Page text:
The Advanced Persistent Threat (APT) group “APT28” has added new targets in its cyber espionage campaign “Operation Pawn Storm,” according to Trend Micro researchers. Researchers note that the group’s tactics in this campaign have remained the same. APT28 uses well prepared, politically-themed spear phishing emails to target political organizations around the world. The group has been conducting this campaign since 2015. Now researchers have observed the group distributing phishing emails that attempt to steal user credentials. In October and November APT28 distributed emails that purported to be a message from the recipient’s Microsoft Exchange server regarding an expired password, and another that purported that there is a new file on the recipient company’s OneDrive system.
Click here for Anomali recommendation

Hackers Make Whopping $226K Installing Monero Miners on Oracle WebLogic Server (January 11, 2018)
Researchers Johannes B. Ullrich (SANS) and Renato Marinho (Morphus Labs) have discovered that threat actors are actively exploiting a vulnerability in Oracle WebLogic servers. The vulnerability, registered as “CVE-2017-10271,” was patched by Oracle in October 2017. However, the proof-of-concept code released for the vulnerability is likely a driving force behind the current malicious activity. Actors have been able to compromise enterprise-owned WebLogic server and gain access to corporate networks. Interestingly, instead of stealing information, the actors installed a “Monero” cryptocurrency miner. As of this writing, the actors have been able to mine approximately 611 Monero, valuing at approximately $226,000 USD.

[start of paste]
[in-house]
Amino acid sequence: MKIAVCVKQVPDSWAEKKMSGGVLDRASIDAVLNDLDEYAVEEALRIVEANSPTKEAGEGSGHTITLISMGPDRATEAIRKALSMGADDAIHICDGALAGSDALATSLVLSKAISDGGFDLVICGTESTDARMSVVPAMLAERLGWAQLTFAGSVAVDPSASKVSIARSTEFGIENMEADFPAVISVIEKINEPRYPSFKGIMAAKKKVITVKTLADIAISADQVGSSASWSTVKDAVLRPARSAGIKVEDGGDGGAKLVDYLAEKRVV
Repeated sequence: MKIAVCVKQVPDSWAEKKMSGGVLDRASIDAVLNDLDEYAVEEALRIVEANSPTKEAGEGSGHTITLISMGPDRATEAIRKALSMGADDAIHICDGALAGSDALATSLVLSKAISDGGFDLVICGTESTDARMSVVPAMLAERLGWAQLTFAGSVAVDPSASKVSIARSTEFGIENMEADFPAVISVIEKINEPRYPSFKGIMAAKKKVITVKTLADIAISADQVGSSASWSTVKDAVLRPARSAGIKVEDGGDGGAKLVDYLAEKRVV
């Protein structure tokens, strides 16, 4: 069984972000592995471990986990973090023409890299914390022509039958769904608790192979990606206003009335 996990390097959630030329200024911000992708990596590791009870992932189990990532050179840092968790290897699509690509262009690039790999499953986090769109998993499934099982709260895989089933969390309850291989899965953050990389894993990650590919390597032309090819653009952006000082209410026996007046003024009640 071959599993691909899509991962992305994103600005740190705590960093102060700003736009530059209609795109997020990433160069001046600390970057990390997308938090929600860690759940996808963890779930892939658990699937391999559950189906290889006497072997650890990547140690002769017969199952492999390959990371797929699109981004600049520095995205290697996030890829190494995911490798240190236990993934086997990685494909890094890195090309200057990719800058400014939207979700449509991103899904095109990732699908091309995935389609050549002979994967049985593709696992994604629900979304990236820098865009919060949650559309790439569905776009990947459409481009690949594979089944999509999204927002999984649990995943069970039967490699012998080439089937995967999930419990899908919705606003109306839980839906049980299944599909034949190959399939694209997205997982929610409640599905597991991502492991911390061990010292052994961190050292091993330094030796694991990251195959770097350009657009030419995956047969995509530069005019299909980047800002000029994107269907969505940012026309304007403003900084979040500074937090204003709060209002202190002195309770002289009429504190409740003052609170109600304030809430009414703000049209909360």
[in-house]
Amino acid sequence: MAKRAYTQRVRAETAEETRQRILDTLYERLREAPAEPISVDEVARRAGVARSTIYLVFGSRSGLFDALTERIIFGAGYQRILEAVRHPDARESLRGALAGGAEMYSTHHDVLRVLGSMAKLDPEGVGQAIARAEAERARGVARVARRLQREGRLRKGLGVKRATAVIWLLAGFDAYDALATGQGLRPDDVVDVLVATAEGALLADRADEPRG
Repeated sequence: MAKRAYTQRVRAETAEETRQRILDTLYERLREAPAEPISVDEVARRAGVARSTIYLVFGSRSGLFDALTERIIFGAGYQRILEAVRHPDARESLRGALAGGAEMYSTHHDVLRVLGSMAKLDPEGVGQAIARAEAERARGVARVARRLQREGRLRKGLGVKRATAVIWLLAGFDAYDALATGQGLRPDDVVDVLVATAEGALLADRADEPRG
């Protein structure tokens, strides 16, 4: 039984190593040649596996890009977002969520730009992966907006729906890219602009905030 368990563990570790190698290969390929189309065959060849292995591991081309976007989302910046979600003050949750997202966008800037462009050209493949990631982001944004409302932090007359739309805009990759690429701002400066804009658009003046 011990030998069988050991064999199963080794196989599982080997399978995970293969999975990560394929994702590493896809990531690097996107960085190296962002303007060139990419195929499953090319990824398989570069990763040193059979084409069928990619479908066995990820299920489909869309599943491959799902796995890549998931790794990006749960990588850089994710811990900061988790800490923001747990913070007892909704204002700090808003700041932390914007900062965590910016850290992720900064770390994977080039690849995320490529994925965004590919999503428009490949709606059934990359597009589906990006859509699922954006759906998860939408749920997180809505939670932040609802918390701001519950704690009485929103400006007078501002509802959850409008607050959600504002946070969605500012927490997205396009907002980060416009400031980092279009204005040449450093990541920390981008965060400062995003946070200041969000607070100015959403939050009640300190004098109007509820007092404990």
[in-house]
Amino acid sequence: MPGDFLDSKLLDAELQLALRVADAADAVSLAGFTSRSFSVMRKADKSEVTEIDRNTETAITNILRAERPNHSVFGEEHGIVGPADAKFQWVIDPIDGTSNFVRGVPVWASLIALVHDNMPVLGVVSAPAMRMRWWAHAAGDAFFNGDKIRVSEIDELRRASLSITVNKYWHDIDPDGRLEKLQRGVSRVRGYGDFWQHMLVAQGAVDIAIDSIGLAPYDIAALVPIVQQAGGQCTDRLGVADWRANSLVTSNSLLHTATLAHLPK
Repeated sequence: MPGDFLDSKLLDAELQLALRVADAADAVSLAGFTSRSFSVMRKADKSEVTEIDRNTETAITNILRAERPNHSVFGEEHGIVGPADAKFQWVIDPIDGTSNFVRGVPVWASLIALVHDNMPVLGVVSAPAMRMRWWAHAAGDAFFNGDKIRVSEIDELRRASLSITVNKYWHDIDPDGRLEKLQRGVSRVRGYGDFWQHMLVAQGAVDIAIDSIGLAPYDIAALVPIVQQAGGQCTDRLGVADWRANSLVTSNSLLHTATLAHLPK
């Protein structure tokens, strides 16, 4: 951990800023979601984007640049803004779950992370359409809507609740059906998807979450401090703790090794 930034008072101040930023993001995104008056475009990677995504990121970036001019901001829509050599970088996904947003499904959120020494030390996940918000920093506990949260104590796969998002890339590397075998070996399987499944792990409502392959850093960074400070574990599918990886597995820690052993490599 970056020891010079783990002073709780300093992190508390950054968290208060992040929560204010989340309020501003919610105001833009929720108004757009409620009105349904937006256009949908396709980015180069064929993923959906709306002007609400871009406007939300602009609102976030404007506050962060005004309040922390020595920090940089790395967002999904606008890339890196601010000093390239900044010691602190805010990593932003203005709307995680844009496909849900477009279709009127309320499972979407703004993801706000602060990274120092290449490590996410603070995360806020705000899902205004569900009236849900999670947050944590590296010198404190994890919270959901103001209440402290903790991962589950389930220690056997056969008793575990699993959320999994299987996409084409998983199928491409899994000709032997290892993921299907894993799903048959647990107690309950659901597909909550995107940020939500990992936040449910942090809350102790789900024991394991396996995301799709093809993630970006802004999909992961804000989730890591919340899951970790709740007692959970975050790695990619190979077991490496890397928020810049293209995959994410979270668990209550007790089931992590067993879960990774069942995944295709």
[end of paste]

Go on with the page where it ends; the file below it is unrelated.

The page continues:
Click here for Anomali recommendation

Adobe Patches Information Leak Vulnerability (January 10, 2018)
As part of Patch Tuesday, Adobe has issued a security patch to address a vulnerability registered as “CVE-2018-4871.” The vulnerability could be exploited by threat actors to leak sensitive data. This vulnerability affects Adobe Flash Player on Mac, Linux, and Windows machines. In addition, Adobe Flash Player for the web browser Chrome, Edge, and Internet Explorer versions 28.0.0.126 and earlier are also affected.
Click here for Anomali recommendation

Microsoft Releases Patches for 16 Critical Flaws, Including a Zero-day (January 9, 2018)
In Microsoft’s first Patch Tuesday of 2018, the company addressed 56 CVE-registered vulnerabilities that affect multiple products including ASP.NET, ChakraCore, Edge, Internet Explorer, and the .NET framework. Microsoft issued a patch for a zero-day vulnerability, registered as “CVE-2018-0802,” in Office that was observed to have been exploited by threat actors in the wild.
Click here for Anomali recommendation

Diplomats in Eastern Europe Bitten by a Turla Mosquito (January 9, 2018)